“Five Ways Attorneys Waste Money” – Plus Another Whopper
Very good post on FindLaw by the Valorem Law Group discussing areas of attorney inefficiency that can greatly inflate your legal bills. I have seen all of these many, many times.
The Fab Five are:
- Filing needless motions
- Too many hands on deck
- Every stone doesn’t need to be picked up and examined
- Picking needless fights
- Missing opportunities for resolution
To the Fab Five, I would add a 6th – which has elements of all of the above – inefficient discovery. As Kathryn Kirmayer recently opined in her great post “In Support of Flat Fee Pricing for Complex Litigation Matters”:
“Discovery in the United States has to be the single most inefficient process ever devised. The substantial majority of time and money spent in big case litigation is spent in discovery: e-discovery and production of irrelevant data and documents by the millions, seven-hour depositions of insignificant witnesses by the dozens, motion after motion on such matters as where to conduct depositions or which proposed pretrial schedule is more reasonable.”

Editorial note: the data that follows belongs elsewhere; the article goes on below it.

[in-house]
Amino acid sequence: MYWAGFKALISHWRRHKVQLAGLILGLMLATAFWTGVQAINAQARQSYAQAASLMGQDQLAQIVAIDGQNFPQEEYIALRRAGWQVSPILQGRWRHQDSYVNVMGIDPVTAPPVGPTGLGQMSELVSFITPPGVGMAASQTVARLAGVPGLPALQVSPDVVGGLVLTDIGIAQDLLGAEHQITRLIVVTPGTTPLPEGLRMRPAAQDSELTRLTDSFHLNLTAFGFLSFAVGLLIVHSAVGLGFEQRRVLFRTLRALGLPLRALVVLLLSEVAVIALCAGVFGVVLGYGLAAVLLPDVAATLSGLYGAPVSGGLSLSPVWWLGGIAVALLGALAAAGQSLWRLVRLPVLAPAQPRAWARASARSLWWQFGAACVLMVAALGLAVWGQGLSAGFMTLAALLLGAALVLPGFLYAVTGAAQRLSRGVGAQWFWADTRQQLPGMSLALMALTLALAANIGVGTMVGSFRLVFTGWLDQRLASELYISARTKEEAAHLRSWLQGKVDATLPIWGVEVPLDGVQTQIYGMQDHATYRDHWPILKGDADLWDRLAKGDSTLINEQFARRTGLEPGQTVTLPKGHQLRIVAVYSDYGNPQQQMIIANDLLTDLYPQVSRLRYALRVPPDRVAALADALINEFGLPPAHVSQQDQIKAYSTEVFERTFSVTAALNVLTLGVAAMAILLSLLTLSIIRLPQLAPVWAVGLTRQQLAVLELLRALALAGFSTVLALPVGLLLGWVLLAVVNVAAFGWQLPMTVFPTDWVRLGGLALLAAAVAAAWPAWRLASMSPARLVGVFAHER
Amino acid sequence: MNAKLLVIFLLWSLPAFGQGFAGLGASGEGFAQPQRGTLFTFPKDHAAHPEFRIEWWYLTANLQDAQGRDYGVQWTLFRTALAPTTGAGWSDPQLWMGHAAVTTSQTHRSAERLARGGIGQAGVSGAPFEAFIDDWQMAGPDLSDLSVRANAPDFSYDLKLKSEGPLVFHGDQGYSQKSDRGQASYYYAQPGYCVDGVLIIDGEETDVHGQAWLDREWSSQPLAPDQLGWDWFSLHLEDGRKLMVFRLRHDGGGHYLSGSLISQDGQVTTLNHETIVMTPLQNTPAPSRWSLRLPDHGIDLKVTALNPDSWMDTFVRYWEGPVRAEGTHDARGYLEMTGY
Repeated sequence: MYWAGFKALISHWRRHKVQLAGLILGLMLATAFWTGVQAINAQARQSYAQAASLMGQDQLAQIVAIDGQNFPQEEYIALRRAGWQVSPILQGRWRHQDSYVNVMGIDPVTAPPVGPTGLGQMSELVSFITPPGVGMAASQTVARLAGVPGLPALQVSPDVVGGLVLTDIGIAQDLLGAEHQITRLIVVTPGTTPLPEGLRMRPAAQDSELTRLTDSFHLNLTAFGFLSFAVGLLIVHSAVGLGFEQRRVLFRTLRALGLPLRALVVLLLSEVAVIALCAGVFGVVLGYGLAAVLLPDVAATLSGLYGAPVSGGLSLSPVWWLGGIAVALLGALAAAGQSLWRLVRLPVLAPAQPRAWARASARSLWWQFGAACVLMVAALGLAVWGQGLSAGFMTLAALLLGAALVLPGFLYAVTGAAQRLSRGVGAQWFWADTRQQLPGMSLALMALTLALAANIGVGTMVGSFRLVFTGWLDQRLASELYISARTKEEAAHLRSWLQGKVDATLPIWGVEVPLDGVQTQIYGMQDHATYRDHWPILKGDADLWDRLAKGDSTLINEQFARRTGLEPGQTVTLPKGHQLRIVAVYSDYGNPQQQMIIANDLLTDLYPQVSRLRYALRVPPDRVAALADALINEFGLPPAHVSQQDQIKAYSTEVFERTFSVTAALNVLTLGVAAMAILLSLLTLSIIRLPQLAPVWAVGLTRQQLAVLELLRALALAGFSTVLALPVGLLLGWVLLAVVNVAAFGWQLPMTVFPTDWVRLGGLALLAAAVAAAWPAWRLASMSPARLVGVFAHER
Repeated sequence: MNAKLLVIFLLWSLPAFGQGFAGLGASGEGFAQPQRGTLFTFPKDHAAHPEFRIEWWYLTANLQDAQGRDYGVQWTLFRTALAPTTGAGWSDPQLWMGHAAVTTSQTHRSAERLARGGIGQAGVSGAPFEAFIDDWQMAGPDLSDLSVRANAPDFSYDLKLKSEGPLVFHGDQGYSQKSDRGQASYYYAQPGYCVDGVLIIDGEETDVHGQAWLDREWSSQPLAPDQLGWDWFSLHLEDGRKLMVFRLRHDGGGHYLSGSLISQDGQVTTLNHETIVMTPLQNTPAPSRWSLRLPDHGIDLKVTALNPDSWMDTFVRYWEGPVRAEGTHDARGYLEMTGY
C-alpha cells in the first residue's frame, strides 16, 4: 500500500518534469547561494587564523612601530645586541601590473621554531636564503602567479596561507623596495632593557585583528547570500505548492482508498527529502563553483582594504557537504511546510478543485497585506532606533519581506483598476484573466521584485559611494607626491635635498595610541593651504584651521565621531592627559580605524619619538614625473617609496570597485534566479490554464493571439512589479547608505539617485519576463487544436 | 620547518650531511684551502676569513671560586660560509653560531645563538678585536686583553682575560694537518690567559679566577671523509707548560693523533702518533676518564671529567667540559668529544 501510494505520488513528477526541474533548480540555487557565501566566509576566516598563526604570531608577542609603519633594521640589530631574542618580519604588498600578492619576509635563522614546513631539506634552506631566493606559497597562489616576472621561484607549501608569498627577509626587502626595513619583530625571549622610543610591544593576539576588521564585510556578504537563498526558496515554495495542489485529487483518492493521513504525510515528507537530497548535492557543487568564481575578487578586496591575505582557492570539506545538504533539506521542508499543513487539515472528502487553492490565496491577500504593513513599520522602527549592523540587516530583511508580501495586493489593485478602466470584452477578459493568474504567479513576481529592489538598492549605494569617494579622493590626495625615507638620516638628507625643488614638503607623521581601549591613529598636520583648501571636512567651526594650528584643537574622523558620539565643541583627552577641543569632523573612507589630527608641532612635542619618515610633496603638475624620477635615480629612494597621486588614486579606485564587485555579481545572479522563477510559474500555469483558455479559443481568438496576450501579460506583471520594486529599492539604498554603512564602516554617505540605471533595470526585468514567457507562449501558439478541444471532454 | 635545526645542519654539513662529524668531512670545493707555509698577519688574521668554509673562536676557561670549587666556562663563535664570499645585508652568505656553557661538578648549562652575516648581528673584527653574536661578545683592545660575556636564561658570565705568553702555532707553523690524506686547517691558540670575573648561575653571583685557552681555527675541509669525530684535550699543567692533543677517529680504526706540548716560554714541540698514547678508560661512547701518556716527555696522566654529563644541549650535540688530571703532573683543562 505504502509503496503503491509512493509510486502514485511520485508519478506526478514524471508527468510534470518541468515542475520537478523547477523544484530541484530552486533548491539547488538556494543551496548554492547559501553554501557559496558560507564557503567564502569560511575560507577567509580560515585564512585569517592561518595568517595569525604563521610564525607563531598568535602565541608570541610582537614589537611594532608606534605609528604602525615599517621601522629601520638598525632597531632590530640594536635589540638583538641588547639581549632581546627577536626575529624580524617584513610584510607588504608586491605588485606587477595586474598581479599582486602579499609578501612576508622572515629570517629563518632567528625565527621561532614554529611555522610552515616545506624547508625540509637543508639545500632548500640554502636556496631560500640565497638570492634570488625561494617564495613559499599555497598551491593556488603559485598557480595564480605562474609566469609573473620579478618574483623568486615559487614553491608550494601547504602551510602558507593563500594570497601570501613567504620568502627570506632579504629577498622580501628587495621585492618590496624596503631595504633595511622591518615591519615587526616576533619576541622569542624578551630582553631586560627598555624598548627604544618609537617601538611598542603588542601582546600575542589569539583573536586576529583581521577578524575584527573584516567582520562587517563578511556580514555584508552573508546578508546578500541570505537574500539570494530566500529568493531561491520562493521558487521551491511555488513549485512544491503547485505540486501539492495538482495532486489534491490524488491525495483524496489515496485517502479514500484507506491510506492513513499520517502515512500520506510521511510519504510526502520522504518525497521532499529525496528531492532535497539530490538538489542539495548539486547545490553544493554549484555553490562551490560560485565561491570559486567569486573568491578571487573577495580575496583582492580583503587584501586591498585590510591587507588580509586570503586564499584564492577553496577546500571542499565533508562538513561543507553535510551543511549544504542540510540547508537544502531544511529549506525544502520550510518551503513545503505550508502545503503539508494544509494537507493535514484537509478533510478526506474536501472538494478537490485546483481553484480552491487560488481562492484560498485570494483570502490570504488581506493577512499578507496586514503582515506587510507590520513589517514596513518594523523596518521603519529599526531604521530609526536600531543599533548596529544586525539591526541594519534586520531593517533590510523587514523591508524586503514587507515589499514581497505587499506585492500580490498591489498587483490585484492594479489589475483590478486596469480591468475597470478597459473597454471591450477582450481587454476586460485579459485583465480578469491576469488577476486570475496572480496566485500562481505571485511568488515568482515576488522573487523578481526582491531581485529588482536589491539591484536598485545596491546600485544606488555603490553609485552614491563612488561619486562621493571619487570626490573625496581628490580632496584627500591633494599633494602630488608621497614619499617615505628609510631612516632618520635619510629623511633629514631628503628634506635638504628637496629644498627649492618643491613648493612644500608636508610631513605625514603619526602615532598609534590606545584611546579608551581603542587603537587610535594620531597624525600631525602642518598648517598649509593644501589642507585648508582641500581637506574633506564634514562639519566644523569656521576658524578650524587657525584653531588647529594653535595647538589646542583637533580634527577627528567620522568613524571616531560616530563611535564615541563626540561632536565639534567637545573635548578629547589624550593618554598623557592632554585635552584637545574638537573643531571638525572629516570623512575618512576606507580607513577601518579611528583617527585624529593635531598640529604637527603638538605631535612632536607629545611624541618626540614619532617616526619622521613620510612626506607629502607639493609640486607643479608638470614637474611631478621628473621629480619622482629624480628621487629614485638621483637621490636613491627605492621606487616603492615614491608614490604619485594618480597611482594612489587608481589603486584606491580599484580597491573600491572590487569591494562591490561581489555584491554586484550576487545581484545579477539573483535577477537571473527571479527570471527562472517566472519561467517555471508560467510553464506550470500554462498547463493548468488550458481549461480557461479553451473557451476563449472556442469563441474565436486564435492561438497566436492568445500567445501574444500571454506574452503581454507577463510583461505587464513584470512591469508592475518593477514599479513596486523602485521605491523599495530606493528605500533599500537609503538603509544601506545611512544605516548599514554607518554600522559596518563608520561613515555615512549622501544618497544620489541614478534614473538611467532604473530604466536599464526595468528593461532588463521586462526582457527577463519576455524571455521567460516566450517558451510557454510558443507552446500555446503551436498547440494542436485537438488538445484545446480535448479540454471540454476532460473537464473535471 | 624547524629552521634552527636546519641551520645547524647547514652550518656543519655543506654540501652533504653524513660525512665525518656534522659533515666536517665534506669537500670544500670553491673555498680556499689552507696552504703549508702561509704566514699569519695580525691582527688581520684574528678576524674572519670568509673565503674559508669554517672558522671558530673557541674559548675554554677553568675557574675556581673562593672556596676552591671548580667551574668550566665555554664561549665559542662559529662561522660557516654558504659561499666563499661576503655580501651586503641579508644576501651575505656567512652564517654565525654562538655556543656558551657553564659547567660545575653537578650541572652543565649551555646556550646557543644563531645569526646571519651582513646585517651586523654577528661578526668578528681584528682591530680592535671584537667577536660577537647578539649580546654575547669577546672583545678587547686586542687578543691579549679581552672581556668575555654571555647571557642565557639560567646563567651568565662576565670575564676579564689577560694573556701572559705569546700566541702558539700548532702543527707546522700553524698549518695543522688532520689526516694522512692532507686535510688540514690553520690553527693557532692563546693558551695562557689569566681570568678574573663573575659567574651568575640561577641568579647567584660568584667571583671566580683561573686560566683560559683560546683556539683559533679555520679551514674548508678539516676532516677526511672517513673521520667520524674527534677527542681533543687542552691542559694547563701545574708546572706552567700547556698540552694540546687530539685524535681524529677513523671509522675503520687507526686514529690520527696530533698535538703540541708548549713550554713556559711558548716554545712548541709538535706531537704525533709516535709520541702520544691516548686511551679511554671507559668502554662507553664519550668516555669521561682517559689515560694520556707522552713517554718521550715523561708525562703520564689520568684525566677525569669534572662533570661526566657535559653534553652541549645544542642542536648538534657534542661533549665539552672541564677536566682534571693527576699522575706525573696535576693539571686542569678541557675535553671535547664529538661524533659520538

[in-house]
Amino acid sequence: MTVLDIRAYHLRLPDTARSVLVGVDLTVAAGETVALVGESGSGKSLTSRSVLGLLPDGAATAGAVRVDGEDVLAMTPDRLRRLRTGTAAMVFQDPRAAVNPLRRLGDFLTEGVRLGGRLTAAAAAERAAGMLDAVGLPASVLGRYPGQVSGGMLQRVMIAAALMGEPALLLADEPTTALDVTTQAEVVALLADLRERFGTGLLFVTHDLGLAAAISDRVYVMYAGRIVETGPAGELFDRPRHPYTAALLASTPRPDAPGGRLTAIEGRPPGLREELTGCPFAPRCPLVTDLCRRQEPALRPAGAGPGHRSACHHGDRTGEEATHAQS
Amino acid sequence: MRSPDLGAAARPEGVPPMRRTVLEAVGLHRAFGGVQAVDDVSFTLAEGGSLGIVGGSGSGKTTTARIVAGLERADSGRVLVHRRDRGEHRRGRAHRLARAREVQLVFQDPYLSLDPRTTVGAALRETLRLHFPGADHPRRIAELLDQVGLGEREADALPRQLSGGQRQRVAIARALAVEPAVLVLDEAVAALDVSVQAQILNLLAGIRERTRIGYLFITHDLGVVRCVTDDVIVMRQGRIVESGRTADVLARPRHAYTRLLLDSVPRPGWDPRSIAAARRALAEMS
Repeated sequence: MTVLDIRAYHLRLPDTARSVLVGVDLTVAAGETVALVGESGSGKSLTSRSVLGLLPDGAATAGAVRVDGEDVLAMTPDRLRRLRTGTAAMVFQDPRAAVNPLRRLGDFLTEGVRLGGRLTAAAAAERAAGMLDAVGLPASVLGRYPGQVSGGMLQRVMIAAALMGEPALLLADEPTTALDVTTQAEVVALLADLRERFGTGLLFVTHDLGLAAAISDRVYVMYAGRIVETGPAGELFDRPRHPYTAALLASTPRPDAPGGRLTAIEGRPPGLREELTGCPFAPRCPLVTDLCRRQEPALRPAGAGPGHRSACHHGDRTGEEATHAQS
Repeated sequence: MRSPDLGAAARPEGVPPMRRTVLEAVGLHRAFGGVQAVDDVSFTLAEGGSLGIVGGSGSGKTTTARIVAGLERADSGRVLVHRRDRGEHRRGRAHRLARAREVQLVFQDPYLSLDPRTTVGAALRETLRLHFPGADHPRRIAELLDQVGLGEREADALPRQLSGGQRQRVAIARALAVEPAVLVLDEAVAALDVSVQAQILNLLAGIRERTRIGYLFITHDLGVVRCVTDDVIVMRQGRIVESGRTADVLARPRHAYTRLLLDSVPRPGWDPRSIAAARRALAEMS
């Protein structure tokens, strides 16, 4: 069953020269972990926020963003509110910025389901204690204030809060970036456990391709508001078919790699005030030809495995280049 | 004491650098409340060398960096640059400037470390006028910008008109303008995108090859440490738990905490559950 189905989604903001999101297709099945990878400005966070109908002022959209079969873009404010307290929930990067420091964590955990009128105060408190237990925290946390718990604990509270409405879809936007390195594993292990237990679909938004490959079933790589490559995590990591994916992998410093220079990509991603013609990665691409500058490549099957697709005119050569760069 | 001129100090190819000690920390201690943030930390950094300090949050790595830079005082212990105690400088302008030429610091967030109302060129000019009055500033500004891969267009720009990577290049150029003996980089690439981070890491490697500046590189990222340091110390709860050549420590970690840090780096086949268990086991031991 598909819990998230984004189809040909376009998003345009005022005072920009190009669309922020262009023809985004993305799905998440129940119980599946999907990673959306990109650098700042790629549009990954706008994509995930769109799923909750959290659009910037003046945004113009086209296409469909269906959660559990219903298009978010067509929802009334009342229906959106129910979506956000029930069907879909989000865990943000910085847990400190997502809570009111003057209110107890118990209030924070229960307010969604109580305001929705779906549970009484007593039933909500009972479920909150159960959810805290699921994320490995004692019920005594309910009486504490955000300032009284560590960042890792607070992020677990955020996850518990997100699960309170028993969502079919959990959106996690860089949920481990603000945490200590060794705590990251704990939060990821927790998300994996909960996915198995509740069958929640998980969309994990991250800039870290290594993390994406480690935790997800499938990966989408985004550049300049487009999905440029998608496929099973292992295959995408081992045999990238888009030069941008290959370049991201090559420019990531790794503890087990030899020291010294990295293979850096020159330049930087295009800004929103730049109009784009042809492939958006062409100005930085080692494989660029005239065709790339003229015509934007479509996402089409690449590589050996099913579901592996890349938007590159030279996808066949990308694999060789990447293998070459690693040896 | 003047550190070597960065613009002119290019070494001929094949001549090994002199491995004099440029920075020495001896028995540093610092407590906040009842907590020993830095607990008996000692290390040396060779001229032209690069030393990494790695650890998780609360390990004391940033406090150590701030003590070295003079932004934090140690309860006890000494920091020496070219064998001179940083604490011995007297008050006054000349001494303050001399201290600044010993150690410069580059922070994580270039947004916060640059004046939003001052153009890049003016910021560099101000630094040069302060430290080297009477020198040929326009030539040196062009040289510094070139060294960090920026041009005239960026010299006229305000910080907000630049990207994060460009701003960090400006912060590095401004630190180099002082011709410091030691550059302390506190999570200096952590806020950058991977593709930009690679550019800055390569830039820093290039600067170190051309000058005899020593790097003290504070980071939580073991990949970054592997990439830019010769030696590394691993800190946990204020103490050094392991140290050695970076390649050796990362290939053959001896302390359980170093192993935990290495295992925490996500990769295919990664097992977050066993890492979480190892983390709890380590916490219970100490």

“These practices are the progeny of the billable hour. Lawyers on flat fees (or contingent fees) abhor inefficiency and avoid the discovery morass. They do not mess around with unnecessary depositions or hunting down documents at the far reaches of relevance. They figure out what’s truly important, go get it as directly as possible, and move on. As their numbers grow, pressure on the system to increase in efficiency will increase. Over time, it could be that the market may trim the discovery process back down to size, to the benefit of us all.”
Well said, Kathyrn!
Five Ways Attorneys Waste Money on FindLaw